My mom was sending me non-stop despairing texts for days about how she has to sell her revenue property and how upset she is about it. She’s had a tenant there for the past 7 years with a big dog that has ruined the hardwood, the house needs to be updated, and she feels too old and overwhelmed to do any of it.

She believes selling the house will free her of the stress of fixing up the house, even though she wants to fix up the house to sell it.

My parents rely on this income to support them, so I offered to come down for a week and do the work for them. I asked when the tenant is moving out so I can arrange a plane ticket.

She said he hadn’t given notice yet.

“So, you don’t even know if he’s moving?” I asked.

“Well, I got a call about a reference for him, so he was thinking of moving. Maybe in December.”

Two and a half months away, and it’s a MAYBE. She’s already been suffering for 2 weeks thinking about this, and will stress over this for at least the next 2 months when and if he moves out.

Let me introduce you to a wonderful thing Positive Psychology calls a counter fact. A counter fact is one of the ways our minds help make sense of a world that is unpredictable by imagining alternate endings.

Here’s a classic example of a counter fact:

It’s noon. You walk into a bank. There are 50 people there. A bank robber is there and shoots you in the right arm. How do you interpret this?

Some people say things like:

“Of all the times I could have gone, why did I go at that day and time?”

“I’m right-handed! What am I going to do now?”

“There was 50 people in the bank, why was I the one shot?”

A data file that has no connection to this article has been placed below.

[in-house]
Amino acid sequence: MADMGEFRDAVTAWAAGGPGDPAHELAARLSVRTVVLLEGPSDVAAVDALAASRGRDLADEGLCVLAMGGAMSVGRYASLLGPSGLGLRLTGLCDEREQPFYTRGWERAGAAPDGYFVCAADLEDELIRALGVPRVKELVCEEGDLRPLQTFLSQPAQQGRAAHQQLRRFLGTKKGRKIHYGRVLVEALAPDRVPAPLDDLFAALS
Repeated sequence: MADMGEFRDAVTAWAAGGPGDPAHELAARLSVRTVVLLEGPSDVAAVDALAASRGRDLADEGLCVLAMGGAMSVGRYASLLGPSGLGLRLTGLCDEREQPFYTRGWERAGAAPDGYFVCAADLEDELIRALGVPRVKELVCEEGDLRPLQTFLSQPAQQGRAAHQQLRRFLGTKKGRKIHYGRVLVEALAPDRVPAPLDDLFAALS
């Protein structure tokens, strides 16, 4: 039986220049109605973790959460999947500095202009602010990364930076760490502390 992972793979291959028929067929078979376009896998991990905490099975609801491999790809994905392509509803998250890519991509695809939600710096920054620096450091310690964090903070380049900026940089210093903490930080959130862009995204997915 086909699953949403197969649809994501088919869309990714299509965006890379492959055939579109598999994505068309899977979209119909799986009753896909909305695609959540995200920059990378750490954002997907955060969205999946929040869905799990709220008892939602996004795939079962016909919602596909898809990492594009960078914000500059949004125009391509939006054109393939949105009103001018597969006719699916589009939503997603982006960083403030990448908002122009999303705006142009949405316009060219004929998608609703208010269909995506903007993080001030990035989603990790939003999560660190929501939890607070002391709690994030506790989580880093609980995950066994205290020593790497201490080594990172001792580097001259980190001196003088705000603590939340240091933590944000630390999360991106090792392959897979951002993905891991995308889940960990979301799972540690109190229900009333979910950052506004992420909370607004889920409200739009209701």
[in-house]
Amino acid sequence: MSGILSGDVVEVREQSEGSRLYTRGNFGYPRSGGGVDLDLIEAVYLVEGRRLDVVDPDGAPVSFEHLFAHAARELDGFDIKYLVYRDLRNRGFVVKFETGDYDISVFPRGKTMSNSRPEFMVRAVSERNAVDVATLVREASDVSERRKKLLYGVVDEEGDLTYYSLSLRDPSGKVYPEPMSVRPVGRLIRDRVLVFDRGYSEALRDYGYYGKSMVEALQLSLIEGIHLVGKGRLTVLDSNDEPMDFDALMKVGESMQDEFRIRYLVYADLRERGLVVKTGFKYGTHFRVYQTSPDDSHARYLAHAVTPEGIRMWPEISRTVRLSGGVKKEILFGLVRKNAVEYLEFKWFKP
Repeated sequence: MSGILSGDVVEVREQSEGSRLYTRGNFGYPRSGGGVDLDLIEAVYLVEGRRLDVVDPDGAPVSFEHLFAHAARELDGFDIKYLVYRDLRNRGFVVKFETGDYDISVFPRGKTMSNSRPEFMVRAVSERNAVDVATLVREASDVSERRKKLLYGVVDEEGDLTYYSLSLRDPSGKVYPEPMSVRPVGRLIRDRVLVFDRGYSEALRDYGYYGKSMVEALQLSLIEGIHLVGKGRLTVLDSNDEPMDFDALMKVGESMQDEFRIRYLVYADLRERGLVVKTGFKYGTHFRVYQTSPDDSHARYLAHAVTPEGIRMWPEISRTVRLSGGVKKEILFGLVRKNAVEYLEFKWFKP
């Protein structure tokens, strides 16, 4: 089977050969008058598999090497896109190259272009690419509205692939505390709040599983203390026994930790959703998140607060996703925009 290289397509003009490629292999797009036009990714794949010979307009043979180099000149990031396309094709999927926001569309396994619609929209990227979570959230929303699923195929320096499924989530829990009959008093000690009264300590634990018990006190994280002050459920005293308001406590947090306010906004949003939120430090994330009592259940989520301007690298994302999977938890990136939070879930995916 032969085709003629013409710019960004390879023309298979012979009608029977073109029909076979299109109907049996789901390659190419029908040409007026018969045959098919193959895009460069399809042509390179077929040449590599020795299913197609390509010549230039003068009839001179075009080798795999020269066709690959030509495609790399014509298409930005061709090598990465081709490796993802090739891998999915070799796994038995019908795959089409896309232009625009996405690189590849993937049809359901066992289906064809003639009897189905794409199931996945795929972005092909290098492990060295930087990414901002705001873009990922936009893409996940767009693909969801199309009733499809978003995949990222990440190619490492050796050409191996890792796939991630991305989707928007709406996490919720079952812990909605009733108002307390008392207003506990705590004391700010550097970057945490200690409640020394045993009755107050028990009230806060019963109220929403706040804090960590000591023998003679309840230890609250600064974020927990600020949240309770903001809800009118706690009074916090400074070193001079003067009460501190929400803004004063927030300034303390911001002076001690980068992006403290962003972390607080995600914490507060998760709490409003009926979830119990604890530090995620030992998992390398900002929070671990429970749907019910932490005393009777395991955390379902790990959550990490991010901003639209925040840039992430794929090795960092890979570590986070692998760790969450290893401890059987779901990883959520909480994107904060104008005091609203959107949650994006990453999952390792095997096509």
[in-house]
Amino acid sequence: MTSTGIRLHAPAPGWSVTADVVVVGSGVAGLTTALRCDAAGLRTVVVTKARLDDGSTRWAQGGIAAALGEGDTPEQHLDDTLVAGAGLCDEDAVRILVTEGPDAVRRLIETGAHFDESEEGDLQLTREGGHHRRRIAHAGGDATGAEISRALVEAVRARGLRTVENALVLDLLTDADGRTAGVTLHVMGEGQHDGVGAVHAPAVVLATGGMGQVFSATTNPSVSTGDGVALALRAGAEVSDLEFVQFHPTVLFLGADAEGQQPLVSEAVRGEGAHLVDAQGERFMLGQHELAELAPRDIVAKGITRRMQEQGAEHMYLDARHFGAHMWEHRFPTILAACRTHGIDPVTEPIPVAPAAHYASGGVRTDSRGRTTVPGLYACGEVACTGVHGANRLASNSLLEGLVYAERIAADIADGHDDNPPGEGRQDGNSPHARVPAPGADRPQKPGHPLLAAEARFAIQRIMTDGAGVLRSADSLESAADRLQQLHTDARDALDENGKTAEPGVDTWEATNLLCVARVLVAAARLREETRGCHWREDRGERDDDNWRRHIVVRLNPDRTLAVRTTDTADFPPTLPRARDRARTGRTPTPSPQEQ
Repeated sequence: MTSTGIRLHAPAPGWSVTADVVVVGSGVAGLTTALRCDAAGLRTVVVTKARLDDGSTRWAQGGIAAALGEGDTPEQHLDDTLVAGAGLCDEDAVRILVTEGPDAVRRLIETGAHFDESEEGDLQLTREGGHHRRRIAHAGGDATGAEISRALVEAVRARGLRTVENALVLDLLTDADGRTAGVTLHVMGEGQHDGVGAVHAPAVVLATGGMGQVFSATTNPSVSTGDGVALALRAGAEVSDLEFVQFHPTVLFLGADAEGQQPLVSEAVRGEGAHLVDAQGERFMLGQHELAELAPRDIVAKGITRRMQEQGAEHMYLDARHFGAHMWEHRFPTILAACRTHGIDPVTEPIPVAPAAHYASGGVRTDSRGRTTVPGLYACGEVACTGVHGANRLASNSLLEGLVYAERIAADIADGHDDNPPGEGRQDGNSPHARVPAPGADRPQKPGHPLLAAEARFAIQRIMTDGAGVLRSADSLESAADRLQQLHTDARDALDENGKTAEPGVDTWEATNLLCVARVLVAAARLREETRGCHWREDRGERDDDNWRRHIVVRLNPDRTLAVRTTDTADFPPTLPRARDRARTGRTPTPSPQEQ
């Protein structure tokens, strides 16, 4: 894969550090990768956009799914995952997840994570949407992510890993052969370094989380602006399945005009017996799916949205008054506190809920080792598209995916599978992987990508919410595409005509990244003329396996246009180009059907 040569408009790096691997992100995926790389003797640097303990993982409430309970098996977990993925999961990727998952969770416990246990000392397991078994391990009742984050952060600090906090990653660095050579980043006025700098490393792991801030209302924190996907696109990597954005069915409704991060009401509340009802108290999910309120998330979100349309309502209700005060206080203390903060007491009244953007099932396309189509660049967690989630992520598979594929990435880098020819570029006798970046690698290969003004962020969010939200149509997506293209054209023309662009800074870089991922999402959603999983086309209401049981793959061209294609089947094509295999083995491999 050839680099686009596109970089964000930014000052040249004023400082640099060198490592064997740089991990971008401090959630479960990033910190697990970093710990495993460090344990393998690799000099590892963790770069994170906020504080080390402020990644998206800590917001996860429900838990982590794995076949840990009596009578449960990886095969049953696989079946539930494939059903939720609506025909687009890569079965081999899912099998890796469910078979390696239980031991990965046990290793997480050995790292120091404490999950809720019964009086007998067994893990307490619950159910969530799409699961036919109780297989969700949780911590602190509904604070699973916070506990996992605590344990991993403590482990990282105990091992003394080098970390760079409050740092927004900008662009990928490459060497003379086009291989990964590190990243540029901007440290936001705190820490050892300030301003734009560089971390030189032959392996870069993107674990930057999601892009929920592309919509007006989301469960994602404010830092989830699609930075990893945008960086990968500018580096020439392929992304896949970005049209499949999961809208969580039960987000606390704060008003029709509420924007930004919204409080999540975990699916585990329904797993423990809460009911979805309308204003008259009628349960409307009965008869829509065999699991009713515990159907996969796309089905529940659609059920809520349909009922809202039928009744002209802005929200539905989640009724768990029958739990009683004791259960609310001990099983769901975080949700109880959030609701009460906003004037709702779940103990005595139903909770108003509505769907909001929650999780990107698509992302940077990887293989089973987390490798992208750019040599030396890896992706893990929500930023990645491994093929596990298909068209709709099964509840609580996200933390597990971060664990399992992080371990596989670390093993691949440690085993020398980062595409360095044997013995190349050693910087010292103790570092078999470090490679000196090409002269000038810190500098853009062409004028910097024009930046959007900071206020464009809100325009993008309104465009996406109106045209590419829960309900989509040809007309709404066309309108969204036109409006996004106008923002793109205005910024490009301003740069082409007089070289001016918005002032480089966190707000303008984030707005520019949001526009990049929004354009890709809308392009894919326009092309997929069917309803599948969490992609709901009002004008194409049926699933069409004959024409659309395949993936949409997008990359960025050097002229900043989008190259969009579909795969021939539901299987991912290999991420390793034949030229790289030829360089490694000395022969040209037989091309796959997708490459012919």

Some other people might say things like:

“Thank goodness it was only my right arm and not my heart.”

“I’m so glad it was only my arm, and no one got killed.”

“I’m grateful it was me, instead of a child.”

What all of these examples have in common is that they are comparing what happened to what COULD have happened. Our minds imagine these alternate realities to make meaning out of our experiences. An alternate reality is one where you didn’t go to the bank on noon that day and avoided being shot altogether, or a reality where you didn’t get shot but a child did.

The difference is that the first examples of counter facts have a negative bias that focuses on how bad it is for us, the second examples show a positive spin and gratitude because things could have been so much worse.

Worry, stress, anxiety, and fear are always the first examples.

And the crazy thing is, NONE of the examples positive or negative actually happened.

They are both made up.

We can choose at any time how we view our lives and the experiences we have in them. As the Dalai Lama famously said, “Pain is inevitable. Suffering is optional.” Pain is a function of living, it’s how we interpret it that creates the suffering.

So why not choose an interpretation, a mindset, that helps us feel hopeful, grateful, and positive?

Just so you know, I’m just as prone to falling for the first examples when I’m stressed and overwhelmed. it’s hard not to.

What helps cultivate a positive mindset is my daily meditation practice. It helps me experience my life in a more balanced way, so that when I see my thoughts leaning towards the negative, I can observe them yet not have to buy into them. I don’t have to take my life so personally.

Here’s how I responded to my mom. I said, “This must feel really hard. Let me know when you receive his notice and I’ll get a ticket to help you out.”

We can only work on ourselves no matter how much we want to relieve the suffering of our loved ones. And hopefully (this is my wish), that as I slowly untangle and free myself, it can help free her as well.

Now that you know what a counter fact is, I’ll bet you start seeing it everywhere. I did.

Tell me your thoughts in the comments below!